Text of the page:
Friday Cat Blogging – April 24 2015


While Kevin is undergoing treatment, we’ve invited lots of exciting guest writers to stop by in his honor. But there’s no reason the hospitality can’t extend to another species, is there?

This week’s Mother Jones affiliated cat is Max, who joined reporter Patrick Caldwell last summer as the fifth (and only feline) resident of his Washington, DC row house. Here’s a shot of Max exploring the dark corners of his realm.

 

So amazed to discover the underground territory

A photo posted by Patrick Caldwell (@patcaldwell) on

 

Max’s background is almost as shrouded and mysterious as that crawl space. How old is he? No one knows. How many people have cared for him before Pat and his roommates? No one’s quite sure about that either.

As the story goes, Max has been bequeathed from shared home to shared home like a well-loved futon as his keepers have, one after the other, moved out of the beltway. And while that might make him sound like a very mobile cat, Pat reports he’s quite sedentary in most respects. His favorite form of play—swatting at things just above his head—can and usually is performed while reclining on his back. This Thanksgiving, he gave the humans a brief scare by slipping away while they were out celebrating. But true to his nature, when they came home Max seemed to have whiled away the hours just a few yards from the window they’d mistakenly left open.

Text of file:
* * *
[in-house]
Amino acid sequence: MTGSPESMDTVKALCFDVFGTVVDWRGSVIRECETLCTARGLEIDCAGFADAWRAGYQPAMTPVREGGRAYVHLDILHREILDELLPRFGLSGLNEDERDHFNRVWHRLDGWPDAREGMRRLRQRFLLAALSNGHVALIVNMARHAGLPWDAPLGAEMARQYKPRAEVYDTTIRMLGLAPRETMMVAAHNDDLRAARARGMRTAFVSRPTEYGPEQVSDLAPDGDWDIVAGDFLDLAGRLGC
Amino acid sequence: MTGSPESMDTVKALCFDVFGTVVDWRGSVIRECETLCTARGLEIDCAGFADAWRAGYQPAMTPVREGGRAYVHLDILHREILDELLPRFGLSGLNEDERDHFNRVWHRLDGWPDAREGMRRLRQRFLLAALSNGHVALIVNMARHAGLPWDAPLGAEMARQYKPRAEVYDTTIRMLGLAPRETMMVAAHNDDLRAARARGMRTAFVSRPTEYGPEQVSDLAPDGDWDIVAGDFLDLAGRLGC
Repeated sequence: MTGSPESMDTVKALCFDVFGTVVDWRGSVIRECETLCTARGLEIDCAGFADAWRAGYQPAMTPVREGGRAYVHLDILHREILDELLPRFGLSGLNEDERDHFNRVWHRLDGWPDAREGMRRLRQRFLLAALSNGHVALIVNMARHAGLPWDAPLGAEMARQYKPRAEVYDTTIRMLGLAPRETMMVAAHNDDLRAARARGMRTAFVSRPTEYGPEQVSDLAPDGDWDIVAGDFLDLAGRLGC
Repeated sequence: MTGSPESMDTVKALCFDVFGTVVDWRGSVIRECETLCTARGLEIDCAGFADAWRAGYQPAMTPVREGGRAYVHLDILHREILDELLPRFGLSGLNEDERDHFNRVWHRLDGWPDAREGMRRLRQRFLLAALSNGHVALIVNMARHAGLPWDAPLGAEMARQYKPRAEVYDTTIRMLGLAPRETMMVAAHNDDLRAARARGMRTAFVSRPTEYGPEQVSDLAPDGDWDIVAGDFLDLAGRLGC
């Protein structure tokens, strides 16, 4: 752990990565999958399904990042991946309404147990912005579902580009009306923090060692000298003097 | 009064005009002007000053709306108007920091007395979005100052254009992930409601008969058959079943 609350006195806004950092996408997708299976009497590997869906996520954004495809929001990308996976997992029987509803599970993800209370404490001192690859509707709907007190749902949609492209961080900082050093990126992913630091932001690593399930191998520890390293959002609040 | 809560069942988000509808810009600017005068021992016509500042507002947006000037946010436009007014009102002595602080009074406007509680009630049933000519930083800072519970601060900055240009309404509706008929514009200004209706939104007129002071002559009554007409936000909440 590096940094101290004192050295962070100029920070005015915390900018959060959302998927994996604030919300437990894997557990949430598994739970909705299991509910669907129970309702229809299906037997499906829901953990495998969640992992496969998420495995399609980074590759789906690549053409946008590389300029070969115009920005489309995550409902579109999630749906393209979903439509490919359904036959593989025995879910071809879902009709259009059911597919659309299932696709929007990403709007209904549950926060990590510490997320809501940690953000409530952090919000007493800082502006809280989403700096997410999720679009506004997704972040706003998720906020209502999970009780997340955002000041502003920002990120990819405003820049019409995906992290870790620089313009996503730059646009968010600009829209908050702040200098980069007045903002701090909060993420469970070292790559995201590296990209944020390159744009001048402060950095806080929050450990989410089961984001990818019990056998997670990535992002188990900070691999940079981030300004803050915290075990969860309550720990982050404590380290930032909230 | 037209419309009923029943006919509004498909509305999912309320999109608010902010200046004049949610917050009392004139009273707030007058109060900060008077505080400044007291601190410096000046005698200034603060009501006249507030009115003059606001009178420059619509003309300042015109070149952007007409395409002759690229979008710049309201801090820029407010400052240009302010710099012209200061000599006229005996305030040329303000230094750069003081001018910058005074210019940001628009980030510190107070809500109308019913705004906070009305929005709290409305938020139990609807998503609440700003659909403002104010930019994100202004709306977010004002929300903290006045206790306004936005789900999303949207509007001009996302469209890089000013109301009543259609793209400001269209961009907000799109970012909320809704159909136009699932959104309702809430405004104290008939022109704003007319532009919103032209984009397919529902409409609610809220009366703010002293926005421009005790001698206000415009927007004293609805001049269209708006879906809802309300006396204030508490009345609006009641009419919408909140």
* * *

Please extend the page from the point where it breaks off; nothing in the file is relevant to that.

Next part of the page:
Unlike Hilbert and Hopper, Max can’t count on Southern California’s sun to keep him warm, so over the winter his roommates cleverly rigged up a cat bed right above a radiator. Ready for a nap?

 

 

I feel ya buddy

A photo posted by Patrick Caldwell (@patcaldwell) on

 

With the roommate most responsible for Max heading to Kansas City for medical school come fall, this peripatetic puss’s future is a bit unsettled. Will he stay with his current community, or will he head west? If he stays, what if the new roommate is allergic, or—as hard as this may be to imagine—not a cat person? Yes, there may be yet another loving home in his future.

Whatever happens, there’s no doubt Max will land on his feet. Cats always do.

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This is a big one for us. So, as we ask you to consider supporting our team's journalism, we thought we'd slow down and check in about where Mother Jones is and where we're going after the chaotic last several years. This comparatively slow moment is also an urgent one for Mother Jones: You can read more in "Slow News Is Good News," and if you're able to, please support our team's hard-hitting journalism and help us reach our big $350,000 goal with a donation today.

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